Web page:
Applying the art of balance to life, career, and giving back
Lana Wood (’82)
Lana (Williams) Wood (’82) learned balance as an Acadia student. “Success is not about any one thing. It’s about having a whole lot of tools in your toolbox and balancing them,” she says. “I think I learned the fine art of balance when I was there. It was a terrific experience for me being at Acadia – a great academic experience, a great social experience, and a great life experience overall. I think it set me up well for my future.”
In her 30 years in the Canadian insurance industry, Wood has demonstrated strength and vision. She became known for fostering strong relationships and creating winning strategies. Following several years as President and CEO of Western Financial Group, she joined Northbridge when the company was about to integrate four of its Canadian insurance companies.
“I joined Northbridge Financial because one of the skills I built over my years in the insurance business is integration and change management,” she says. “And I joined Northbridge for the opportunity to create a new entity in Canada.
Wood led the Northbridge integration in Western Canada. As Executive Vice President, Western Region, of Northbridge Insurance, she has expanded the company’s business in the Western marketplace.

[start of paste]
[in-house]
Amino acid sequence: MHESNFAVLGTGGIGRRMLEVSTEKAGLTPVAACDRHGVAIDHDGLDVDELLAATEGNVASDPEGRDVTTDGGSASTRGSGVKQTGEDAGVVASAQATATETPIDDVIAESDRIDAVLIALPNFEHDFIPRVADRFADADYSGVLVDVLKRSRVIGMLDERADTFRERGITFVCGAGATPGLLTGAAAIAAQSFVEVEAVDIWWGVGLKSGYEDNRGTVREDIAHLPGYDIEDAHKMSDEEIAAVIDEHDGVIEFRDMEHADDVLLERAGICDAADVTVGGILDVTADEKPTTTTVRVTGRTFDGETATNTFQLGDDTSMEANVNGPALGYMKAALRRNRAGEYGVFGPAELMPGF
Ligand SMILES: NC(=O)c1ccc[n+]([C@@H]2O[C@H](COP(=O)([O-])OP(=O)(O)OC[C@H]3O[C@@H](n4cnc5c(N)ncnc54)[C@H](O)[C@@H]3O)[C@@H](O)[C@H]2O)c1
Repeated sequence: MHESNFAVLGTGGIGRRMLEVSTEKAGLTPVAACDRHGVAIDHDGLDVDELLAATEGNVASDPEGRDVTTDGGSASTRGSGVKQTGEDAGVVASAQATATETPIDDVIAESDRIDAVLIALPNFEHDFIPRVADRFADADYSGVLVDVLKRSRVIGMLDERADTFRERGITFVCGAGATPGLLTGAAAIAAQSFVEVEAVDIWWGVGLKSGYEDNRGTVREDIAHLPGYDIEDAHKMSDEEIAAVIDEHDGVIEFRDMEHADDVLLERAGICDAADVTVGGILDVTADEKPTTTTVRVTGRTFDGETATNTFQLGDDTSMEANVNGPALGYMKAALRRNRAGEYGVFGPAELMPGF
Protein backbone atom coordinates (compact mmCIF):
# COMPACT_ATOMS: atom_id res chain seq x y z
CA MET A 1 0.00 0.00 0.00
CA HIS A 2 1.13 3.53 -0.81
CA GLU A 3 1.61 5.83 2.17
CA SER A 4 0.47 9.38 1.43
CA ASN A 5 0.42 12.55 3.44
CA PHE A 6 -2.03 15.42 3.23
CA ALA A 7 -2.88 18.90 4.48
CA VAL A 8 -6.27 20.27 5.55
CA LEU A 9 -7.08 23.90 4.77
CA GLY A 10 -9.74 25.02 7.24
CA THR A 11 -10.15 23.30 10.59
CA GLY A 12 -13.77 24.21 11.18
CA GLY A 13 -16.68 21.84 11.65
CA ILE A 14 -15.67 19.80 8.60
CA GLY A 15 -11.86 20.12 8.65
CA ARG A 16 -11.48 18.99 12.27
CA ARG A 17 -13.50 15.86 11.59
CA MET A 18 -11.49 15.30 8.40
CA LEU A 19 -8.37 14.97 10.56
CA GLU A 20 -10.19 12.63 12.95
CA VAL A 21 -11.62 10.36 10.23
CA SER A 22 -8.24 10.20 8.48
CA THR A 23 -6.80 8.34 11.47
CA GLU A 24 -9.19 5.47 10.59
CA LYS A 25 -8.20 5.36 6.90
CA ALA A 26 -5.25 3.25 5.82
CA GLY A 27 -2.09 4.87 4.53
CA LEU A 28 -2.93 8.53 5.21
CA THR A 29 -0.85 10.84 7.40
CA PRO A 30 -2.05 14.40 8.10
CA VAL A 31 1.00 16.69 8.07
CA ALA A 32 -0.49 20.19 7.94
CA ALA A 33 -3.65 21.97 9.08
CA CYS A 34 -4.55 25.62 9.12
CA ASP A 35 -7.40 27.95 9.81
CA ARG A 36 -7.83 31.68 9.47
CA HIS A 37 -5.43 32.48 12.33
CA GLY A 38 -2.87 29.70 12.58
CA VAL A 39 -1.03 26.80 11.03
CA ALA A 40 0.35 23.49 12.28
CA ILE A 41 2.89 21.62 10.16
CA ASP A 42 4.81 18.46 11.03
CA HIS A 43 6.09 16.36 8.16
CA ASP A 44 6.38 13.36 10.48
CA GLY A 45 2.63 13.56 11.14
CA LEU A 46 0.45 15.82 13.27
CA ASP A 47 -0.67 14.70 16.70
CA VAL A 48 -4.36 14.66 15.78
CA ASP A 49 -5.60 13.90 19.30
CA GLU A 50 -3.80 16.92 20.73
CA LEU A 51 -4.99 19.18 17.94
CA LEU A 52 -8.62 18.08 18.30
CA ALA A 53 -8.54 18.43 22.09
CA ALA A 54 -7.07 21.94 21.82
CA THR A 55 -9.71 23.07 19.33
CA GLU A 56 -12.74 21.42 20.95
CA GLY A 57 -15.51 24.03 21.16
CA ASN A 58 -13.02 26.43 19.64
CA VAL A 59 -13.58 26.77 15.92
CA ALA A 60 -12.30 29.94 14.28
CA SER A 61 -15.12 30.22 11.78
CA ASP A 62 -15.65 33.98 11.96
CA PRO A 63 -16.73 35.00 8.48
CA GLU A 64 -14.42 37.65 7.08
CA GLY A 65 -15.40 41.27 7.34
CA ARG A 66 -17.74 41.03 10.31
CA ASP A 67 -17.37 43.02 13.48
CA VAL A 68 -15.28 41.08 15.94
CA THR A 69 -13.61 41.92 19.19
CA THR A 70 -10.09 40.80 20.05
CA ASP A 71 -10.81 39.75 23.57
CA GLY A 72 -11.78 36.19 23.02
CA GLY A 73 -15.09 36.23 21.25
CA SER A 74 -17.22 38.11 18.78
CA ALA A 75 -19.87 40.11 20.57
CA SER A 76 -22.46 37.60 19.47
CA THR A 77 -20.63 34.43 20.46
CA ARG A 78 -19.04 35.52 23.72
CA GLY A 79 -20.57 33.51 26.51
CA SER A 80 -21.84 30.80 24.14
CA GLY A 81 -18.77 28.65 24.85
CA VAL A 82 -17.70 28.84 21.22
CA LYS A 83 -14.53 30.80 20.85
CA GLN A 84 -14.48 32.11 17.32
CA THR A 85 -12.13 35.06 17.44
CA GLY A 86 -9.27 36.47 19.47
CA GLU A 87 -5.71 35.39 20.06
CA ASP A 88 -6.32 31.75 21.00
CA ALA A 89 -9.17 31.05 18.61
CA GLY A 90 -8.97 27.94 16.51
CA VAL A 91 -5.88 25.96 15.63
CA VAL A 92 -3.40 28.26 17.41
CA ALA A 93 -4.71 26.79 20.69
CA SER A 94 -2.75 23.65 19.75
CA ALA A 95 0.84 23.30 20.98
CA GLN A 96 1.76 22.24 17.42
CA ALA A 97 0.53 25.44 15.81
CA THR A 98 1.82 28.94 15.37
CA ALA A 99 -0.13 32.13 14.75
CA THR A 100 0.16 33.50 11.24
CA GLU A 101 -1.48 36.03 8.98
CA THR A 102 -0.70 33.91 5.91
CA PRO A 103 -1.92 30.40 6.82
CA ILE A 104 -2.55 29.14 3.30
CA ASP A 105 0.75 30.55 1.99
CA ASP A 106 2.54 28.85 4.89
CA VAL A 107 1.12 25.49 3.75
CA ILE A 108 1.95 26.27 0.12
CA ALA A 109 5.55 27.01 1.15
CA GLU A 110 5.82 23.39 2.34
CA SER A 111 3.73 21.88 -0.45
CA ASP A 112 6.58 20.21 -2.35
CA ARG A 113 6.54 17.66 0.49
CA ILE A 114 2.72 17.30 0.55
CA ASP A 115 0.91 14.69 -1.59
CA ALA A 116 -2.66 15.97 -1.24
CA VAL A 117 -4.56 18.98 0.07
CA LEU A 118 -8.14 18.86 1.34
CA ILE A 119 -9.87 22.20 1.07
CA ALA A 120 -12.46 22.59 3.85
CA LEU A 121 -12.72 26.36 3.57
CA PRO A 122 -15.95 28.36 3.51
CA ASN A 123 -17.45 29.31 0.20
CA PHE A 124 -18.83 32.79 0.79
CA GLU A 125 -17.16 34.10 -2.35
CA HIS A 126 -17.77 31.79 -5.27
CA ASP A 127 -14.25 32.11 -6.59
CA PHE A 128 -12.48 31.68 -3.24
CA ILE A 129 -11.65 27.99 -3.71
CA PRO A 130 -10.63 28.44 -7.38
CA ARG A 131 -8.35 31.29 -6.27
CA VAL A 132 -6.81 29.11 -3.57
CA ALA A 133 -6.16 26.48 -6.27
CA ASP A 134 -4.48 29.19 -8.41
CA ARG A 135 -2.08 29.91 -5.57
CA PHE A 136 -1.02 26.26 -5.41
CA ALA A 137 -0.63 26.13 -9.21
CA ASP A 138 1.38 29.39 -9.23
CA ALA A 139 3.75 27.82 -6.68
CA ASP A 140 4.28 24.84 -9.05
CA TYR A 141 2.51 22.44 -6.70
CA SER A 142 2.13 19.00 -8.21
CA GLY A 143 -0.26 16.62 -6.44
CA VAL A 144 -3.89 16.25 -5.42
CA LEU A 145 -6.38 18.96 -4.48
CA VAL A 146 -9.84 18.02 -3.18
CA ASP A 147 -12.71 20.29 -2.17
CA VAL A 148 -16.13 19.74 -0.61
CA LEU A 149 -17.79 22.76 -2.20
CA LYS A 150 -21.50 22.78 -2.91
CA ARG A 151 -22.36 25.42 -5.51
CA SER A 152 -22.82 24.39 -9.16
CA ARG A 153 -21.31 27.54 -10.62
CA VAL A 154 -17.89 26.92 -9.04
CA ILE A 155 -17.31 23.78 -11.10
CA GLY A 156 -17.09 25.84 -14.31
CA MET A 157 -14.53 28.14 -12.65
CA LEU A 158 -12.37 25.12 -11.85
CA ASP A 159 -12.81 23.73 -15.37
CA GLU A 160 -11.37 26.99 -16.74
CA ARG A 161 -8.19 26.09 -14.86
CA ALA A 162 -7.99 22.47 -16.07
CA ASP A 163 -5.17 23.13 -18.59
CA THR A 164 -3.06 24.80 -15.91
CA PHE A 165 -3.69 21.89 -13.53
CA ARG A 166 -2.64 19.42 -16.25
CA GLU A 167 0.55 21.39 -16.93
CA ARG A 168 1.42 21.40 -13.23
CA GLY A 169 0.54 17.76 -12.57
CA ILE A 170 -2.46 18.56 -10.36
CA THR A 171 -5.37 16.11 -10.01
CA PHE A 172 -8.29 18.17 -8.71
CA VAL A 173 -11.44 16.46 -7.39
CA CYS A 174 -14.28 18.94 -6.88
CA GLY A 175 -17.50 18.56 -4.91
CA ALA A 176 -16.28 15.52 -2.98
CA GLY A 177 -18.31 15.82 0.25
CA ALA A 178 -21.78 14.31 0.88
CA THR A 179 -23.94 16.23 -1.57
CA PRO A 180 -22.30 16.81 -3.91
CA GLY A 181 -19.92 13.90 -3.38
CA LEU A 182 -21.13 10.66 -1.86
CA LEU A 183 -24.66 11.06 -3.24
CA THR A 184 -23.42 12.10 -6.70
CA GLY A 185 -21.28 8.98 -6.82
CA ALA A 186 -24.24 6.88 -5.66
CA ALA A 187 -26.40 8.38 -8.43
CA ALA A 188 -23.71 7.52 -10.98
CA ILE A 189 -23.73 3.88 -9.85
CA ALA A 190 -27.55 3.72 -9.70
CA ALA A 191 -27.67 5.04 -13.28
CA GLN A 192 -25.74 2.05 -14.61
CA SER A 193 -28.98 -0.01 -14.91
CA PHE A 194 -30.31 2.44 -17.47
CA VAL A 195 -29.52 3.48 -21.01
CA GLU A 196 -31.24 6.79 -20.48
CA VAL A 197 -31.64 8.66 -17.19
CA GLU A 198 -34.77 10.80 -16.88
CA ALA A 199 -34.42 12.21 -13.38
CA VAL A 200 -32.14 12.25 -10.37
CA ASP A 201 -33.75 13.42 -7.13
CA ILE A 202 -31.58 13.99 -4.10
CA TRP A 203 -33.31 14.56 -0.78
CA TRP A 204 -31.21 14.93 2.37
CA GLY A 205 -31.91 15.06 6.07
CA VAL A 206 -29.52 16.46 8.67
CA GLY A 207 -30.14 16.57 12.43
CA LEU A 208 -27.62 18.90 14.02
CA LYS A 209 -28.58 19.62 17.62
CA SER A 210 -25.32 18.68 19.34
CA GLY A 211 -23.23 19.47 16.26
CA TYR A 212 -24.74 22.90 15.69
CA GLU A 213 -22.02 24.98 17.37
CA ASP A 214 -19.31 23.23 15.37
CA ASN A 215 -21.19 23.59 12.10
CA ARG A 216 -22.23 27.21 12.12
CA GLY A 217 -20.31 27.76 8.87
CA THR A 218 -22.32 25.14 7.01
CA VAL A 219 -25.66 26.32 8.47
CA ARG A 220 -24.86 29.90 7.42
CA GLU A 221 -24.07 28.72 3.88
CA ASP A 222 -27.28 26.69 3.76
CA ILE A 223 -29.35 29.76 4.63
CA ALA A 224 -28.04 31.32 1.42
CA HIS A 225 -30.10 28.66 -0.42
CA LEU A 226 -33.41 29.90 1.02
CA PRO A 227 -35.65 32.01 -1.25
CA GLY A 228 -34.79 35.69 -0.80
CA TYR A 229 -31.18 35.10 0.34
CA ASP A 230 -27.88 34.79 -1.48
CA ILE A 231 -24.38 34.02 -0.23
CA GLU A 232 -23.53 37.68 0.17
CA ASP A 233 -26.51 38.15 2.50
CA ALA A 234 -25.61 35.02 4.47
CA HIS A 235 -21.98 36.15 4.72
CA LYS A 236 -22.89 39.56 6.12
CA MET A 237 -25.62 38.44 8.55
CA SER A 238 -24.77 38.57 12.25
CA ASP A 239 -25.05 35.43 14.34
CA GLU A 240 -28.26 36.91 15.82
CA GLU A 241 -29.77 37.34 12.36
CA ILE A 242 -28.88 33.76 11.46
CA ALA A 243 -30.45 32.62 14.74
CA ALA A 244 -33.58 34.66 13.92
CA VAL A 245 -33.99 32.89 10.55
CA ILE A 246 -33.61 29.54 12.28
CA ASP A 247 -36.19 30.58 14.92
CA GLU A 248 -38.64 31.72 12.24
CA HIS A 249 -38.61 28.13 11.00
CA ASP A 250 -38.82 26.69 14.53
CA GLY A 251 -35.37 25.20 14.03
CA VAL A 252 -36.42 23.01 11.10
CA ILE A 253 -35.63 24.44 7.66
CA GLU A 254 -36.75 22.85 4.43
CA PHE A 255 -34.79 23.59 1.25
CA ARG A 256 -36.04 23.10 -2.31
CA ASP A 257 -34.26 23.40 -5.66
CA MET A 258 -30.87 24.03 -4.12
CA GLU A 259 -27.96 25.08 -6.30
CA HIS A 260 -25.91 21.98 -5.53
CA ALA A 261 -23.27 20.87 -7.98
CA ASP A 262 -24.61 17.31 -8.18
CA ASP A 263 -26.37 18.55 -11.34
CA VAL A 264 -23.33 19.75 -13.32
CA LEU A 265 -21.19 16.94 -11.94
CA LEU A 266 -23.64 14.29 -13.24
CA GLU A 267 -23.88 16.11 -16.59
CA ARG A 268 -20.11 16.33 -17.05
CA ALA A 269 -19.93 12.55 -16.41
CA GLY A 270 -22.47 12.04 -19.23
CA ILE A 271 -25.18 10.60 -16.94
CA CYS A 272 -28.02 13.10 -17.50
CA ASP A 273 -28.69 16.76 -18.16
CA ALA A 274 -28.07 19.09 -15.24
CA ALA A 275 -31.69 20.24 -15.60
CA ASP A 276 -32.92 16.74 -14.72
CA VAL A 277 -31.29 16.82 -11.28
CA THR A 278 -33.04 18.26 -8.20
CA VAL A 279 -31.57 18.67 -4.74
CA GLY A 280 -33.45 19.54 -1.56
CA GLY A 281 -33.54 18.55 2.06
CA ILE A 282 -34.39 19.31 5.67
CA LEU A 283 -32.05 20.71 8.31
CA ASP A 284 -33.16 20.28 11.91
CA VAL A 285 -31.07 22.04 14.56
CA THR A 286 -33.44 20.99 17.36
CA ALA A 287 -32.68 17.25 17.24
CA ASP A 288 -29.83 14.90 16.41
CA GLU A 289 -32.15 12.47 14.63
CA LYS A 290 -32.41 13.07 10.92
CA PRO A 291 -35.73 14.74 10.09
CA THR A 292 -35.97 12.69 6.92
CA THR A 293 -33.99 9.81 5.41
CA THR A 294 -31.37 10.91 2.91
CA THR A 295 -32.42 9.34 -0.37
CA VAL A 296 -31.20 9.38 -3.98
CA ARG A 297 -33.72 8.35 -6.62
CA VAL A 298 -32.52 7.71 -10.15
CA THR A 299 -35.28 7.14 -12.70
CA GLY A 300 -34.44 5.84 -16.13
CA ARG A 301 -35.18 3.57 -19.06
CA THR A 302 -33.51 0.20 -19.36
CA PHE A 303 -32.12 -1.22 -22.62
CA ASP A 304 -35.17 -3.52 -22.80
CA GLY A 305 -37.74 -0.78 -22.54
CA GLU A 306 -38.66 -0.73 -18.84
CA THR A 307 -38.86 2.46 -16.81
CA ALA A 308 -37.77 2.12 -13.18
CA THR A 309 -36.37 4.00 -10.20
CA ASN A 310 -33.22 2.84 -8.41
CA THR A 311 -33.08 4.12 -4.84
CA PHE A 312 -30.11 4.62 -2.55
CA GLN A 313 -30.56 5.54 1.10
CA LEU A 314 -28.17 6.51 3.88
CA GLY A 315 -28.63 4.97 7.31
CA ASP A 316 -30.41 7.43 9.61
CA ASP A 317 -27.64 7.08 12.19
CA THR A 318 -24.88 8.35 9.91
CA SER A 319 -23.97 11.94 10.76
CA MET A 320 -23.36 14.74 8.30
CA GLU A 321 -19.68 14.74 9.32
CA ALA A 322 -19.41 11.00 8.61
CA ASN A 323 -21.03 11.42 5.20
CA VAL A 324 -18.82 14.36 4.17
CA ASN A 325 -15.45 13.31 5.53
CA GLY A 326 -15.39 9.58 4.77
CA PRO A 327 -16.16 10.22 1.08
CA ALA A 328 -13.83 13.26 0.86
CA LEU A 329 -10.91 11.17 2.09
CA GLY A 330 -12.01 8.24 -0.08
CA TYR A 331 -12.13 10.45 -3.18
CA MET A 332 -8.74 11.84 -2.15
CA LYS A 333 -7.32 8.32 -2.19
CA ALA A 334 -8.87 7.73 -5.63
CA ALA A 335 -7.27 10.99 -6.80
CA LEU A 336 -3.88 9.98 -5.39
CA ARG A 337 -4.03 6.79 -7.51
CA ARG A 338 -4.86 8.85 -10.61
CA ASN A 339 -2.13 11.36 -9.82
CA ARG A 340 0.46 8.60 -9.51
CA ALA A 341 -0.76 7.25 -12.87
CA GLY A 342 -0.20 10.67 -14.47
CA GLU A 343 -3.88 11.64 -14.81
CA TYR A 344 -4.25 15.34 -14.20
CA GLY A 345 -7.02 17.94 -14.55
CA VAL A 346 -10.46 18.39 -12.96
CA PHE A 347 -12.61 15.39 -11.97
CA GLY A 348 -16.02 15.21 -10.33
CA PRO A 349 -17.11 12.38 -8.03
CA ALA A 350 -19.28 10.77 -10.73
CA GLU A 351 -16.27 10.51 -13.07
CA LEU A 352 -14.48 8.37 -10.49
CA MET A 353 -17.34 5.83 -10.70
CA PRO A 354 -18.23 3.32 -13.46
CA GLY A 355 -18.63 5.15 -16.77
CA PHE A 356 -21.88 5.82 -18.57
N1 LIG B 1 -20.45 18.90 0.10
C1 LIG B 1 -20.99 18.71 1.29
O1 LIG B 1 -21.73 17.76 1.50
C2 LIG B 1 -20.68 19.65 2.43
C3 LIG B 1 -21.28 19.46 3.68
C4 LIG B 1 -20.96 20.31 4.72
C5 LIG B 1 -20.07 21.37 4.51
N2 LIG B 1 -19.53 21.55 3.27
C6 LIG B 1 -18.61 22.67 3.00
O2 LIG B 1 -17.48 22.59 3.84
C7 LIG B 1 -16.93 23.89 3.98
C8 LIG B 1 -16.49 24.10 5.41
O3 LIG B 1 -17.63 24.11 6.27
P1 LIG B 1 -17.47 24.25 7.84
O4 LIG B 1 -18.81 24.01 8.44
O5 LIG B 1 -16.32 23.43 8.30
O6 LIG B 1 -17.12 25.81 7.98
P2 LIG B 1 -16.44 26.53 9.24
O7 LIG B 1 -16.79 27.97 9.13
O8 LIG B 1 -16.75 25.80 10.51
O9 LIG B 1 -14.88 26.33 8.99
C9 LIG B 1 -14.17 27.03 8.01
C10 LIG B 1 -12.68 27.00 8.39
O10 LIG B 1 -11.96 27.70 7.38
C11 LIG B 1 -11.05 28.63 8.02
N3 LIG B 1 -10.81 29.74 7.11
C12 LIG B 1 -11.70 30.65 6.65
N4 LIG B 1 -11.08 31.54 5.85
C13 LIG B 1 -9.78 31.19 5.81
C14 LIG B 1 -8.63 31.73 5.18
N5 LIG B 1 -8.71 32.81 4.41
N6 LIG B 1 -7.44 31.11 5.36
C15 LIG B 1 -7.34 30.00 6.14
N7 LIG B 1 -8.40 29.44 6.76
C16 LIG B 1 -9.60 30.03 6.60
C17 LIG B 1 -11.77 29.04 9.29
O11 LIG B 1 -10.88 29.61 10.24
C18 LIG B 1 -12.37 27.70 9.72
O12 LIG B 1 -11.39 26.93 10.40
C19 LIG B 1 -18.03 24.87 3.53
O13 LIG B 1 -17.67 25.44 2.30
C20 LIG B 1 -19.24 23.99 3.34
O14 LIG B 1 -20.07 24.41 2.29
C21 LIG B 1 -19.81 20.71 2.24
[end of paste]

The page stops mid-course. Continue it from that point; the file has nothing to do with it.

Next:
However, her life now, as it was during her student days, is about more than her career. Wood and her husband, Verne (’81), who retired last year as Senior Vice-President with MNP Ltd., met at Acadia through the ski club, when she was the club’s president. Wanting to be in good skiing country is one of the things that prompted them to move to Alberta – Wood grew up in Nova Scotia – and they’ve maintained that interest in skiing ever since.
“The thing I learned most at Acadia was balance. Success is not about any one thing. It’s about having a whole lot of tools in your toolbox and balancing them.”
As a member of the Campaign Cabinet, Wood wants Acadia to continue succeeding in the increasingly competitive field of higher education. “Well endowed universities are set up well for the future, and I wanted to do my part to help make sure that Acadia is set up well,” she says. “It’s amazing what the campus has been able to do in both development and change over the last 30 years, how much money they’re now getting for research and for capital expenditures, but running a campus is costly. I want to make sure it’s there for the long term.”
Today, as Wood divides her time between Calgary and Vancouver, she needs balance more than ever. Fortunately, that’s a skill she carries with her wherever she goes.